Supervision and Evaluation of Interns
How we train and assess interns
Supervision & Teaching Methods
The intern’s work is supervised primarily by members of the psychology faculty. Since the ratio of faculty to interns is quite favorable, close and intensive supervision is provided throughout the year. Psychiatrists, psychiatric social workers, and other mental health professionals also participate in the supervision of some aspects of the intern’s work. Interns receive more than the minimum requirement of two hours a week of individual supervision. Interns often participate in additional group supervision.
Interns have the opportunity to observe and to be observed by faculty in clinical activities either in the same room, when services are provided in person, via a one-way mirror or video, or through remote supervision. Demonstrations also are provided by the faculty with regard to intervention techniques.
Provision of supervision follows a sequential and cumulative model of developmental learning. Interns are assessed at the beginning of the year and then provided scaffolded learning opportunities to increase their competency in a variety of domains.
To develop competency in providing supervision, interns learn about models of supervision in the seminar series. Interns may also obtain direct experience in supervision under supervision of a faculty member of postdoctoral fellow. Most interns obtain this direct experience via peer supervision, in which interns with areas of greater competence in a specific area provide supervision to interns with less competence in that area. Depending on availability of practicum students, some interns may serve as supervisor for a student from doctoral or masters programs.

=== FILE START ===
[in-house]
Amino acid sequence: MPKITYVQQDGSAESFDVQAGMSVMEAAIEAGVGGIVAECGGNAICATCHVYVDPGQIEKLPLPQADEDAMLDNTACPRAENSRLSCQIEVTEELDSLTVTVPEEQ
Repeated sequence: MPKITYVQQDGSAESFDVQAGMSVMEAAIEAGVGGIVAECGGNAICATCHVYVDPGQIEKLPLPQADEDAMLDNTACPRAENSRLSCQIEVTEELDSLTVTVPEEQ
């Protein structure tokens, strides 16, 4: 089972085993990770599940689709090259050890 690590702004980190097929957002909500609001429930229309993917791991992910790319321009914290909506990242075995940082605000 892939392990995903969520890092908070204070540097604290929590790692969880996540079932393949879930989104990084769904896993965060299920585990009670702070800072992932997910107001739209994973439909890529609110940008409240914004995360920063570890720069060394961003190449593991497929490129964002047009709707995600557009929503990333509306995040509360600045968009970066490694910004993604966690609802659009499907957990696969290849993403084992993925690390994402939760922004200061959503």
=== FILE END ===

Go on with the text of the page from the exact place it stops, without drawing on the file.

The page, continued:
Evaluation of Interns: Formal Assessment and Feedback
While interns receive ongoing verbal feedback from supervisors, formal written evaluative feedback is also provided. At the start of each rotation, an agreement is completed by the intern and each supervisor, spelling out the specific goals and responsibilities of the intern on the supervisor’s service. The agreement serves as the basis for a written evaluation of the intern by the supervisor at the end of the rotation; the intern also has the opportunity to evaluate the experience in the service. In addition, the supervisor completes the internship program’s competency evaluation, rating the intern on the profession-wide competencies. The intern receives the completed rotation evaluations, reviewing and discussing them with the supervisor and the Program Coordinator.
Any rating below the minimum level of achievement or performance is reviewed by the Training Committee. A similar written agreement is completed between the intern and Program Coordinator to ensure ongoing support and monitoring of the intern’s progress, as well as to provide opportunities for an in-depth discussion of professional and career issues. During the course of the year, each intern will make a scholarly presentation on a clinical or research topic to a general meeting of the faculty and interns. At mid-year, the Program Coordinator summarizes the intern’s progress for the Training Committee to ensure that the intern meets the program’s competency criteria. The Director of Clinical Training completes a final evaluation letter at the end of the internship year. Copies of both the mid-year and final evaluations are forwarded to the intern and the Director of Clinical Training at the intern’s university.